let mut server = Nickel::new();

    server.utilize(router! {
        get "/foo" => |_request, mut response| {
            r#"{ "foo": "bar" }"#


Let us walk through the above code. We start by importing the nickel crate. The nickel crate includes macros and in order to use them we need to put #[macro_use] in front of the import statement. We then need to specify which parts of the nickel crate we want to use. It is valid to put use nickel::*, but I prefer to be explicit about which parts of a crate I am using.

Our main function is the entry point of our program. We create a new server object, declare what routes we want to handle and then start listening for requests. The design of nickel is similar to the Express node.js framework. The server.utilize function is used to register middleware with the server object. Using the router! macro, we can specify each route we want to handle. To start, we want to accept an HTTP GET request for /foo. We can now specify how we want to handle that request inside of a lambda function.

The lambda function includes request and response parameters. Since we are not looking at any information from the request, we prepend it with an underbar (_) so the compiler does not throw a warning. We will be modifying the response to set the media type, so we prepend that with mut. We then set the media type for the response as json and create a literal json string to return. The r#...# syntax is the raw literal string notation in Rust.

We now have a working webservice. Let us see it in action.

Start the server:

$cargo run
   Compiling demo v0.1.0 (file:///Users/herman/projects/demo)
   Running `target/debug/demo`
Listening on
Ctrl-C to shutdown server

Make a request in another terminal:

$ curl --silent localhost:6767/foo | python -mjson.tool
    "foo": "bar"

The last thing we will do is create a static binary that can run on a modern Linux server. This is known as cross-compiling and it is becoming a first-class feature of the Rust ecosystem. By default, compiling a Rust program to run on Linux has a few dynamic dependencies. There are many pros and cons to the static vs dynamic debate, but in this example I want to make the webservice completely static so I can deploy it without relying on the presence of any dynamic libraries. Mac OS X uses clang instead of gcc. In order to use musl, we will need gcc. I am going to use a docker container rather than install gcc. At the time of this writing, I am using Docker for Mac (beta). It should not matter how you have docker running on OS X though. I am going to use the rust-musl-builder docker container, which was built specifically for this purpose.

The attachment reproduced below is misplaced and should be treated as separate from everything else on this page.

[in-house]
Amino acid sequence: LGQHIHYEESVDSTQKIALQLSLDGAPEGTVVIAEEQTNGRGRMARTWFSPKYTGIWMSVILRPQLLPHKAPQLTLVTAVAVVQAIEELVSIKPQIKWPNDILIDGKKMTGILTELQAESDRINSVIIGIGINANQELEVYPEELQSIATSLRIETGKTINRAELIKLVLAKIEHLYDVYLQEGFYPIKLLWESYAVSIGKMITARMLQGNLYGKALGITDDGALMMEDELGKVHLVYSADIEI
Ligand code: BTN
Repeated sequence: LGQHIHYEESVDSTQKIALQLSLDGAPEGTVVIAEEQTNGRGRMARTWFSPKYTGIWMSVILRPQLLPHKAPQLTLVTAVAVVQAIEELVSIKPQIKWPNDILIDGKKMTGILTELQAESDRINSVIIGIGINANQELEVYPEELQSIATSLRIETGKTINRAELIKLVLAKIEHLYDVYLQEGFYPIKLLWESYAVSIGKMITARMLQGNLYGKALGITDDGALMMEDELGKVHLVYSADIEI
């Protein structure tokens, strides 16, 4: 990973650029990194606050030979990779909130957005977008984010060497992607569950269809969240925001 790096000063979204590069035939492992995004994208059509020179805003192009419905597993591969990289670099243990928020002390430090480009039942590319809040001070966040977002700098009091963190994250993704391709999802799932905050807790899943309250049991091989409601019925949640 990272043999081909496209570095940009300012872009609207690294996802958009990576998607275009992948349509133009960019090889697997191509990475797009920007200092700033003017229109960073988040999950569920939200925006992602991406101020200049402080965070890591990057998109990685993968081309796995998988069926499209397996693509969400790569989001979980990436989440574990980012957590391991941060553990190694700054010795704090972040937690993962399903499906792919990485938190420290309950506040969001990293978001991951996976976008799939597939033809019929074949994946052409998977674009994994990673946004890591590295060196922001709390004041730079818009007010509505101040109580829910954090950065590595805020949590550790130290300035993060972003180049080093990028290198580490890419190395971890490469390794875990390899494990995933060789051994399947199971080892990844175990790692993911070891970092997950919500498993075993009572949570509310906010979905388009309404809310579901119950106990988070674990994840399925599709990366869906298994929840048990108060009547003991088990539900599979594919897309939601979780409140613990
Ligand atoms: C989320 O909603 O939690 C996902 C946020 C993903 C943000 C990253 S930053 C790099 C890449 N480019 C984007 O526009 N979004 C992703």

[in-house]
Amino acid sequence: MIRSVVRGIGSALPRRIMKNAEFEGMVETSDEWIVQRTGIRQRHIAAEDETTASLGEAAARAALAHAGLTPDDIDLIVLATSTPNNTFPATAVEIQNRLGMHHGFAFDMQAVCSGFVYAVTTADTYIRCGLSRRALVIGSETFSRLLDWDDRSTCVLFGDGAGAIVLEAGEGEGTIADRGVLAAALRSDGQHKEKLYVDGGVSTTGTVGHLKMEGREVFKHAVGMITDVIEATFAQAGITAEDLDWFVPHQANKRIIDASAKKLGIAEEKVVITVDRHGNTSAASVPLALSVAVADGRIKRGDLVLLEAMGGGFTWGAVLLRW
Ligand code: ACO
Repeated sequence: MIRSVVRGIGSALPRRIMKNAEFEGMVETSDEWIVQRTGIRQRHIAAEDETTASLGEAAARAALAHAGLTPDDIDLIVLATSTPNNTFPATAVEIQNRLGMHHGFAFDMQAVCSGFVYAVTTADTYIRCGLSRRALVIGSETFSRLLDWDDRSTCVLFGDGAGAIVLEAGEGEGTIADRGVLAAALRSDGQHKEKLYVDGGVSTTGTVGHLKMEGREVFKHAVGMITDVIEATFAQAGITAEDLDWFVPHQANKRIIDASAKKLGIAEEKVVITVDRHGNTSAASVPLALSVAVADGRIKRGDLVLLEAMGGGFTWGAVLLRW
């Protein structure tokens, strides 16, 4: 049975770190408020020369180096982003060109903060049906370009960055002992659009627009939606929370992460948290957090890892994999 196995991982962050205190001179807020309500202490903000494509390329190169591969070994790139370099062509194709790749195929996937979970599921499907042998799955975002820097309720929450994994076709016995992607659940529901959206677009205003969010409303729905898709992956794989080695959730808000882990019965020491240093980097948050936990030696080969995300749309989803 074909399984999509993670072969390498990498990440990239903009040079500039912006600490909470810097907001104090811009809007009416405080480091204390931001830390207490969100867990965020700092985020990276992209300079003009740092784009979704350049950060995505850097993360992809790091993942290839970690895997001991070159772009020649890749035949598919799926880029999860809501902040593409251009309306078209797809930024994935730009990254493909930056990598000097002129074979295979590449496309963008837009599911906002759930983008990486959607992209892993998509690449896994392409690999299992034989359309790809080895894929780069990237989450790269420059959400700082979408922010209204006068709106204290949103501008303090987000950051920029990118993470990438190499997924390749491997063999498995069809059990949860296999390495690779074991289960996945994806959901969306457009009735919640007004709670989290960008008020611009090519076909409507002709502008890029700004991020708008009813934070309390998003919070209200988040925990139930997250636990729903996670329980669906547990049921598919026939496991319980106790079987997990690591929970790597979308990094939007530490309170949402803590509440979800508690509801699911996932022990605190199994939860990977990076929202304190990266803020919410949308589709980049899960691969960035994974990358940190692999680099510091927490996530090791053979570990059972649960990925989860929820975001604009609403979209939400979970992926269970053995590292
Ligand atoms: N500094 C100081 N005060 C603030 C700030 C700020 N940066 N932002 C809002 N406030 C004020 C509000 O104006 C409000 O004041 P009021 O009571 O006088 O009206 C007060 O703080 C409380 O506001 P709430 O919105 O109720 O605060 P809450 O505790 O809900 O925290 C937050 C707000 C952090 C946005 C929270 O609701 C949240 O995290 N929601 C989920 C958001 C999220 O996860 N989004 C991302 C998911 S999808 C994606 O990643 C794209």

If you do not have the container installed, running the below command will first pull that container. Annoyingly, it will not execute the command after it downloads the container.

$ docker run --rm -it -v "$(pwd)":/home/rust/src ekidd/rust-musl-builder cargo build --release
Unable to find image 'ekidd/rust-musl-builder:latest' locally
latest: Pulling from ekidd/rust-musl-builder
Digest: sha256:0c2e9357d1cff9fc9c37396953749ca601fe4d3ee1b47104cd46d99a1a90f576
Status: Downloaded newer image for ekidd/rust-musl-builder:latest
$ docker run --rm -it -v "$(pwd)":/home/rust/src ekidd/rust-musl-builder cargo build --release
    Updating registry `https://github.com/rust-lang/crates.io-index`
 Downloading nickel v0.8.1
    Compiling utf8-ranges v0.1.3
    Compiling demo v0.1.0 (file:///home/rust/src)
$ ls -lah target/x86_64-unknown-linux-musl/release/demo
-rwxr-xr-x  1 herman  staff   2.5M May 16 08:34 target/x86_64-unknown-linux-musl/release/demo

Now that we have the container, we can create the release build. It is going to take a bit of time. Rust has to download all the dependencies on that container, compile each of them and then compile our main program. We also specified the --release flag so Rust is optimizing each step of the build process.

We now have a 2.5MB statically compiled executable. We can run our webservice on any modern Linux distro just by copying the file there and running it. There is still a lot more to do to make a production ready webservice, but this is the basic foundation that we will refer back to when making future improvements. You can find the complete working example on github at https://github.com/hjr3/webservice-demo-rs.